Christmas comes round every year. Hopefully, the season brings you far more joy than anything else. (While I do love my hubby’s enthusiasm and a laidback approach to the twenty-fifth—something we started even before 2020—I do miss visiting my extended family and celebrating in person with my sons and their wives. But let’s not dwell on that. Thank You, Lord, for Zoom!)
And hard on the heels of Christmas … a brand new year. Twenty-twenty-two. Can you believe it?
This time of year means more than coloured lights, Christmas villages, and a catered turkey dinner. (Hey, don’t judge!) It also means goal-setting time, which I love.
What do we want to accomplish in the next 13 months? What small steps can we take to get closer to our dreams and aspirations? How can we do our part to fulfill our responsibilities—both paid and volunteer?
I love a fresh new year … or month … or week. These are constants in my life, consistency that gives me an anchor as I get tossed around on the sea that is the world in the 21st century.
But the Real Anchor is not routine—although it’s comforting. It’s not even my hubby’s tangible joy as December 25 approaches. No matter what’s going on, no matter what time of year, the truth of Hebrews 13:8 keeps me from drifting when the seas are calm. And it keeps me from sinking in the midst of crashing waves. “Jesus Christ is the same yesterday and today and forever” (ESV).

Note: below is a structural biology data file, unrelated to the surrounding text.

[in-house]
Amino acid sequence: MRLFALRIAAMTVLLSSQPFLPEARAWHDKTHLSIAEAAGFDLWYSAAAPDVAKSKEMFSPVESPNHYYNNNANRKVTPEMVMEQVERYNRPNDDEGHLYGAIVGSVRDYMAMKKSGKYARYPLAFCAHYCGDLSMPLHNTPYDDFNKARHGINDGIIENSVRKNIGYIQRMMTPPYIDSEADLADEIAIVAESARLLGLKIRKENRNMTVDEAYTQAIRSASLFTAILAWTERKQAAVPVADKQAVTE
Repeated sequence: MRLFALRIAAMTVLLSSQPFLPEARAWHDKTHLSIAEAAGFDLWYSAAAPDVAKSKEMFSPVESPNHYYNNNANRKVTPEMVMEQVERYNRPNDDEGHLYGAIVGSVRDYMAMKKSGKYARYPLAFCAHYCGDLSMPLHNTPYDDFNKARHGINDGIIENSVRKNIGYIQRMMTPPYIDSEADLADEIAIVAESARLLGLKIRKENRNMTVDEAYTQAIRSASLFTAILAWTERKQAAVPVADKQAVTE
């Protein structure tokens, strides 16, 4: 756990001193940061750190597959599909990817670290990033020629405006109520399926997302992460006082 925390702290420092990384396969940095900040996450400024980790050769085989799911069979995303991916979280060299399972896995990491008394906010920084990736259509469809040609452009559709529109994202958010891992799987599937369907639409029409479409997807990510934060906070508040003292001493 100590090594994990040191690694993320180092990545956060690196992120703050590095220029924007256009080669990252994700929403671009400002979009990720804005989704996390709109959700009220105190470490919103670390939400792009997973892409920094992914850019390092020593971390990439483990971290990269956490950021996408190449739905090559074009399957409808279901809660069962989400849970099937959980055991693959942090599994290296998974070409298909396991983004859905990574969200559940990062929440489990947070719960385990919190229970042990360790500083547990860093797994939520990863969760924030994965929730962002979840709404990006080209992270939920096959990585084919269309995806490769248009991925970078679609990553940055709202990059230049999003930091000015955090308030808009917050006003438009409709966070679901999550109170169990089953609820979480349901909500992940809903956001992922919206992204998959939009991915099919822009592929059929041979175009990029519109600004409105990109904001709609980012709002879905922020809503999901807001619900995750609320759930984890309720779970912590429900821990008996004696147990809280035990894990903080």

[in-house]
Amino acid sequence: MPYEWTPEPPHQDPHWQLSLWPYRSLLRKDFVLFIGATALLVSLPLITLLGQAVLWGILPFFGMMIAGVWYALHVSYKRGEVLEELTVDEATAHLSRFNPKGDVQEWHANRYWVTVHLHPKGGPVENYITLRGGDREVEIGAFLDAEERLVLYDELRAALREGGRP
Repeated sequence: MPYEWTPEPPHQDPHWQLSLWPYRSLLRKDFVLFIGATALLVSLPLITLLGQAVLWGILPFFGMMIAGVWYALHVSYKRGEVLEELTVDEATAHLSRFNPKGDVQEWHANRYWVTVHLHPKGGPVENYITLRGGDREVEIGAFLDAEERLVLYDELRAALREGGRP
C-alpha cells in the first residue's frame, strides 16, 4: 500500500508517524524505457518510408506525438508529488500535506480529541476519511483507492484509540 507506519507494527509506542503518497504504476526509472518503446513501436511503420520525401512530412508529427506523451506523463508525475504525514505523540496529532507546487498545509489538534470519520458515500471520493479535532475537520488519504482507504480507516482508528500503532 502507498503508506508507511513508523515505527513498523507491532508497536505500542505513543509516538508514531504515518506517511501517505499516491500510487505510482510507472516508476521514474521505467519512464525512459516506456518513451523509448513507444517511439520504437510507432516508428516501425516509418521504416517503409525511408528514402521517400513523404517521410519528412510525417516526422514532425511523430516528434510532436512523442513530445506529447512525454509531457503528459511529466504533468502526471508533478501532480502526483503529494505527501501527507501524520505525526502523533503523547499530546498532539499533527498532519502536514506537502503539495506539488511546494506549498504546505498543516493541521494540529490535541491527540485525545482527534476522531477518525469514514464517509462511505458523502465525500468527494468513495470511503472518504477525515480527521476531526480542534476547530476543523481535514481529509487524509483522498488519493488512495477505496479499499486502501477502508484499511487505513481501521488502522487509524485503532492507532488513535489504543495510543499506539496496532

He is my Anchor, my Constant, my Security.
As you look ahead to the holiday season with its joys and challenges … As you approach the new year with expectation or hesitation … As you seek to make it through just one more day … I trust you will find your comfort and security in the truth of the unchanging Jesus Christ.
Did you know there are 24 chapters in the Gospel of Luke? That’s one for each day of December until Christmas Eve.
Prepare Him Room is a gentle invitation to make space in our lives this Christmas season, to take time to refocus our spirits on Jesus and not miss the “sacredness of the season”. As the introduction says,